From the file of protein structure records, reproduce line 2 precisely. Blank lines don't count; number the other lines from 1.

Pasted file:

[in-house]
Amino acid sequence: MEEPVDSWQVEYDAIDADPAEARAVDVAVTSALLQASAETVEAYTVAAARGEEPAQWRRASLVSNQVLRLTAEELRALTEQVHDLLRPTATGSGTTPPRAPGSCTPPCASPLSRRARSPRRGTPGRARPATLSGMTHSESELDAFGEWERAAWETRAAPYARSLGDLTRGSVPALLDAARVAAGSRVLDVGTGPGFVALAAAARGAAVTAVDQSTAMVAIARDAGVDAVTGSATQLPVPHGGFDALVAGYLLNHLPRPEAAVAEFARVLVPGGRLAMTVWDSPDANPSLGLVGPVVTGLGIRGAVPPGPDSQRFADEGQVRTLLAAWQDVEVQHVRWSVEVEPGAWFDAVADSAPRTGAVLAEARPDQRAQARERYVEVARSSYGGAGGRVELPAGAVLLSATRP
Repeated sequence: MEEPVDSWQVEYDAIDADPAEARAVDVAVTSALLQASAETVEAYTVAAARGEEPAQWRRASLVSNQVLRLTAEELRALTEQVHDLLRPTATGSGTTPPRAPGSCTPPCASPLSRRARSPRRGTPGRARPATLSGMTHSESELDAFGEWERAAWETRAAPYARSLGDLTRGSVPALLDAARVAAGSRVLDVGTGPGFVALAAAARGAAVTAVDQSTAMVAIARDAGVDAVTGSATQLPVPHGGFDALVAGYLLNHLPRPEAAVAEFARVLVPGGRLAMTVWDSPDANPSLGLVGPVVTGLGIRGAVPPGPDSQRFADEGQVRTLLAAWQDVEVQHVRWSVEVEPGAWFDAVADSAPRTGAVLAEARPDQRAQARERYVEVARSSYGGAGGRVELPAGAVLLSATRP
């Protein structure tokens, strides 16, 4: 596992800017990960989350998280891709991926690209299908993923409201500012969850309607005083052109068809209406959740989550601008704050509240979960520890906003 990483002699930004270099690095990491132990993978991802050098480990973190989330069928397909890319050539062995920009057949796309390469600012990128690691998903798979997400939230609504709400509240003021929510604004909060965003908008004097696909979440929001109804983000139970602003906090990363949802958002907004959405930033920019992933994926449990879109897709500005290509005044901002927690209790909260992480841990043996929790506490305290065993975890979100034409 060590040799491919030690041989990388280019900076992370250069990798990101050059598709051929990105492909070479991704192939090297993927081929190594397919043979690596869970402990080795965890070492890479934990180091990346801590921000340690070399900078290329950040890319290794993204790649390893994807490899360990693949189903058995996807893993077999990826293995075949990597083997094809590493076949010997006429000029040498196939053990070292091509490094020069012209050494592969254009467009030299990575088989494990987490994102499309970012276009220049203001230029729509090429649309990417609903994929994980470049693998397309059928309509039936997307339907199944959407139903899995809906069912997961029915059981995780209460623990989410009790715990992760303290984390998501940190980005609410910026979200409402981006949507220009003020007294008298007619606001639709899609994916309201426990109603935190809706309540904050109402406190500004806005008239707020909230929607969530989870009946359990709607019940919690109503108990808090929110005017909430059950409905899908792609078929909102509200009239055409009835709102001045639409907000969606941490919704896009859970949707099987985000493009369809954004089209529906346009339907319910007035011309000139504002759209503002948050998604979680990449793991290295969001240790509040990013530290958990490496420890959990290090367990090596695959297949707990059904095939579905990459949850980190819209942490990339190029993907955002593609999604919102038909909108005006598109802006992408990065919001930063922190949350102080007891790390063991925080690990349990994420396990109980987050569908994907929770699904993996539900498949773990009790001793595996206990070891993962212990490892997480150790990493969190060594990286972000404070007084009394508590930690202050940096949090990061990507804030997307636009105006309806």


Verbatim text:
Amino acid sequence: MEEPVDSWQVEYDAIDADPAEARAVDVAVTSALLQASAETVEAYTVAAARGEEPAQWRRASLVSNQVLRLTAEELRALTEQVHDLLRPTATGSGTTPPRAPGSCTPPCASPLSRRARSPRRGTPGRARPATLSGMTHSESELDAFGEWERAAWETRAAPYARSLGDLTRGSVPALLDAARVAAGSRVLDVGTGPGFVALAAAARGAAVTAVDQSTAMVAIARDAGVDAVTGSATQLPVPHGGFDALVAGYLLNHLPRPEAAVAEFARVLVPGGRLAMTVWDSPDANPSLGLVGPVVTGLGIRGAVPPGPDSQRFADEGQVRTLLAAWQDVEVQHVRWSVEVEPGAWFDAVADSAPRTGAVLAEARPDQRAQARERYVEVARSSYGGAGGRVELPAGAVLLSATRP